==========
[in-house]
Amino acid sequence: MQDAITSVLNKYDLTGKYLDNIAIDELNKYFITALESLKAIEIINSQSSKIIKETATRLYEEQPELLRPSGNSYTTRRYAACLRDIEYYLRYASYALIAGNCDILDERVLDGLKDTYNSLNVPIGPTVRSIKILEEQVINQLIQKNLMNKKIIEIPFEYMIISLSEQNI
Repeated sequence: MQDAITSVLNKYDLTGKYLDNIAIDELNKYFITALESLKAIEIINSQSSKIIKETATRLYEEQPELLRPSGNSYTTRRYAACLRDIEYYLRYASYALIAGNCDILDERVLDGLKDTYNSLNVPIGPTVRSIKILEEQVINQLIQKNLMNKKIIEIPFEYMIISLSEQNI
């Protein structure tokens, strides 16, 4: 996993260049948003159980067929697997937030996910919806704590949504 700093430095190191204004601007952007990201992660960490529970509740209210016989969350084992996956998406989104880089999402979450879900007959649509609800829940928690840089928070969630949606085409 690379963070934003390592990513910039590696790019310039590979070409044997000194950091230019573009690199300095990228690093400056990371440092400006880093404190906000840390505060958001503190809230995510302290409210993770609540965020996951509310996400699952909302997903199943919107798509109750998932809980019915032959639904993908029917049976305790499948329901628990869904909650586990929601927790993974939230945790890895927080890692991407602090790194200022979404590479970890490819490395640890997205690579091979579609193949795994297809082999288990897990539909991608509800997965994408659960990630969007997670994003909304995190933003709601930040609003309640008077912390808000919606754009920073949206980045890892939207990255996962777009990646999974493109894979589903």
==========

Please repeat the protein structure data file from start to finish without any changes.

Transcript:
[in-house]
Amino acid sequence: MQDAITSVLNKYDLTGKYLDNIAIDELNKYFITALESLKAIEIINSQSSKIIKETATRLYEEQPELLRPSGNSYTTRRYAACLRDIEYYLRYASYALIAGNCDILDERVLDGLKDTYNSLNVPIGPTVRSIKILEEQVINQLIQKNLMNKKIIEIPFEYMIISLSEQNI
Repeated sequence: MQDAITSVLNKYDLTGKYLDNIAIDELNKYFITALESLKAIEIINSQSSKIIKETATRLYEEQPELLRPSGNSYTTRRYAACLRDIEYYLRYASYALIAGNCDILDERVLDGLKDTYNSLNVPIGPTVRSIKILEEQVINQLIQKNLMNKKIIEIPFEYMIISLSEQNI
């Protein structure tokens, strides 16, 4: 996993260049948003159980067929697997937030996910919806704590949504 700093430095190191204004601007952007990201992660960490529970509740209210016989969350084992996956998406989104880089999402979450879900007959649509609800829940928690840089928070969630949606085409 690379963070934003390592990513910039590696790019310039590979070409044997000194950091230019573009690199300095990228690093400056990371440092400006880093404190906000840390505060958001503190809230995510302290409210993770609540965020996951509310996400699952909302997903199943919107798509109750998932809980019915032959639904993908029917049976305790499948329901628990869904909650586990929601927790993974939230945790890895927080890692991407602090790194200022979404590479970890490819490395640890997205690579091979579609193949795994297809082999288990897990539909991608509800997965994408659960990630969007997670994003909304995190933003709601930040609003309640008077912390808000919606754009920073949206980045890892939207990255996962777009990646999974493109894979589903």